Looking towards the highest of the four hills in Northala Fields

Northala Fields is a park located in Northolt, in the London Borough of Ealing.[1] It was opened in 2008 and consists of four artificial hills standing next to the A40 Western Avenue, as well as several fishing lakes, a large field area[2] a children's play area and adjacent café. The hills were constructed using rubble from the demolition of the original Wembley Stadium, which was closed in 2000 and demolished in 2003.[3] The park was created as part of the Northolt and Greenford Country Park project, and backs onto the older Rectory Park.

The name "Northala" is how the old manor of Northall (Northolt) was recorded in the Domesday Book in 1086.[4]

It is situated on what were previously the Royal Borough of Kensington Playing Fields after being leased to them in 1938.[a] The section of the Ealing Road that formed the eastern perimeter was then renamed Kensington Road.[5] The nearest station is Northolt which is 1.14 km away from the park.[6]

The hills were featured in an episode of the British TV show Taskmaster, series 2 episode 1. Contestants had to place three exercise balls on a yoga mat on top of one of the hills.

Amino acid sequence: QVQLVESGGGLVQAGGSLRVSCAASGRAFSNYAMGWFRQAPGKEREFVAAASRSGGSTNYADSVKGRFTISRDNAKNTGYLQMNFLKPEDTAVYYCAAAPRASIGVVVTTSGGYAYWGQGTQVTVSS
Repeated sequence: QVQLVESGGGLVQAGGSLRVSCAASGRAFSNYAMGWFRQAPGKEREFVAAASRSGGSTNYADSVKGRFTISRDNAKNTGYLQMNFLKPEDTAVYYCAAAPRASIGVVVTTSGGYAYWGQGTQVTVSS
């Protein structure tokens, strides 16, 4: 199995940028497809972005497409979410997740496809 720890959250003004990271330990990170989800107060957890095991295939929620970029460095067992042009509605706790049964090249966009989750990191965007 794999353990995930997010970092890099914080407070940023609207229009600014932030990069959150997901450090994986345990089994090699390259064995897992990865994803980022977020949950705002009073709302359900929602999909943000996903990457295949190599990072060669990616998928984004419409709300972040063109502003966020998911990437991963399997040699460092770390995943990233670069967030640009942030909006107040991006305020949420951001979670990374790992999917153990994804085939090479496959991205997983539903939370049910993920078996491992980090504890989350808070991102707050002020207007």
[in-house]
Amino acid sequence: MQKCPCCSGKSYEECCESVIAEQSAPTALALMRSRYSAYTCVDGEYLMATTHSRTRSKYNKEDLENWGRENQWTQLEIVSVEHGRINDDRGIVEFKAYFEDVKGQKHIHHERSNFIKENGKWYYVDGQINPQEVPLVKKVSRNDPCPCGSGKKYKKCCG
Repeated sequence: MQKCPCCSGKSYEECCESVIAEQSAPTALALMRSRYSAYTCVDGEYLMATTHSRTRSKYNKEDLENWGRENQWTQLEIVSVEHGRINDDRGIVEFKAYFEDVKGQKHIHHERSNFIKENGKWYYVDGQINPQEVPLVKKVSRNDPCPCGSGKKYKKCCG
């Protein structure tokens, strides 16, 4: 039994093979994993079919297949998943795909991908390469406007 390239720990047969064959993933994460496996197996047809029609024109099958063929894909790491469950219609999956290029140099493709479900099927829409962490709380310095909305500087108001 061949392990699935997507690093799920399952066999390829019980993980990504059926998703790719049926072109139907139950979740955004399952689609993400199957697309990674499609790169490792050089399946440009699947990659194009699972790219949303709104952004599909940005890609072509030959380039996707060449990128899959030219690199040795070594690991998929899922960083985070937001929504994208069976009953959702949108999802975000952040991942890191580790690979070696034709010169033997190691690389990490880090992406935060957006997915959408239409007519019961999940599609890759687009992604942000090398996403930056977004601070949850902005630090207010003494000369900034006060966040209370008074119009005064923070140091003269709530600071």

a. ^ At that time, Kensington and Chelsea were separate boroughs. The name of the playing fields did not change when Kensington and Chelsea were amalagamated.


  1. ^ Public art online: "Major awards for Northala Fields – Europe's largest land art" Archived 2014-04-27 at the Wayback Machine
  2. ^ "Northala Fields". Ealing Council. Retrieved 15 May 2016.
  3. ^ "The hills of the future". 2008-05-13. Retrieved 2021-01-27.
  4. ^ The Environs of London: volume 3: County of Middlesex (1795), Northall (Northolt) pp. 306–319. Accessed 17 February 2010
  5. ^ A History of the County of Middlesex: Volume 4: Harmondsworth, Hayes, Norwood with Southall, Hillingdon with Uxbridge, Ickenham, Northolt, Perivale, Ruislip, Edgware, Harrow with Pinner (1971) "Northolt: Introduction", pp. 109–113. 17 February 2010
  6. ^ "Northala Fields Park". Retrieved 20 Jun 2020.

Media related to Northala Fields at Wikimedia Commons

51°32′24.32″N 0°22′25.65″W / 51.5400889°N 0.3737917°W / 51.5400889; -0.3737917